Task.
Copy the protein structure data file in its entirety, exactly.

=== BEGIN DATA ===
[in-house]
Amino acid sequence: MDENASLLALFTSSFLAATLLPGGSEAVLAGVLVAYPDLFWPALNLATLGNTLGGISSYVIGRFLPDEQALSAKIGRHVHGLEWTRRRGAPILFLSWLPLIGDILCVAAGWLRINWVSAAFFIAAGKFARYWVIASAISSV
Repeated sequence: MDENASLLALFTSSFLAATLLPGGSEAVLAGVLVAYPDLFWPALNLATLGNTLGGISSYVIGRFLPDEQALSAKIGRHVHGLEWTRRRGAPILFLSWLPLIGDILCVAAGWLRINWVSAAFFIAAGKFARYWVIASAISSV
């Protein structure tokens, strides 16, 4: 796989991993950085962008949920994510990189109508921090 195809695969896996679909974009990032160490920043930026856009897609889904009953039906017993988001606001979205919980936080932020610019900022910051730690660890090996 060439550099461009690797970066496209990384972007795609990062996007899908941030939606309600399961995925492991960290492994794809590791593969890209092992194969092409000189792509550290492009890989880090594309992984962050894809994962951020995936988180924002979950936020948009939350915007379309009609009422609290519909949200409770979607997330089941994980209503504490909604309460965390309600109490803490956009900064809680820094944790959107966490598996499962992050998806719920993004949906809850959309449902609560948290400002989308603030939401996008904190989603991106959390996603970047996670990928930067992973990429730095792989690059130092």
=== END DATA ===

[in-house]
Amino acid sequence: MDENASLLALFTSSFLAATLLPGGSEAVLAGVLVAYPDLFWPALNLATLGNTLGGISSYVIGRFLPDEQALSAKIGRHVHGLEWTRRRGAPILFLSWLPLIGDILCVAAGWLRINWVSAAFFIAAGKFARYWVIASAISSV
Repeated sequence: MDENASLLALFTSSFLAATLLPGGSEAVLAGVLVAYPDLFWPALNLATLGNTLGGISSYVIGRFLPDEQALSAKIGRHVHGLEWTRRRGAPILFLSWLPLIGDILCVAAGWLRINWVSAAFFIAAGKFARYWVIASAISSV
């Protein structure tokens, strides 16, 4: 796989991993950085962008949920994510990189109508921090 195809695969896996679909974009990032160490920043930026856009897609889904009953039906017993988001606001979205919980936080932020610019900022910051730690660890090996 060439550099461009690797970066496209990384972007795609990062996007899908941030939606309600399961995925492991960290492994794809590791593969890209092992194969092409000189792509550290492009890989880090594309992984962050894809994962951020995936988180924002979950936020948009939350915007379309009609009422609290519909949200409770979607997330089941994980209503504490909604309460965390309600109490803490956009900064809680820094944790959107966490598996499962992050998806719920993004949906809850959309449902609560948290400002989308603030939401996008904190989603991106959390996603970047996670990928930067992973990429730095792989690059130092």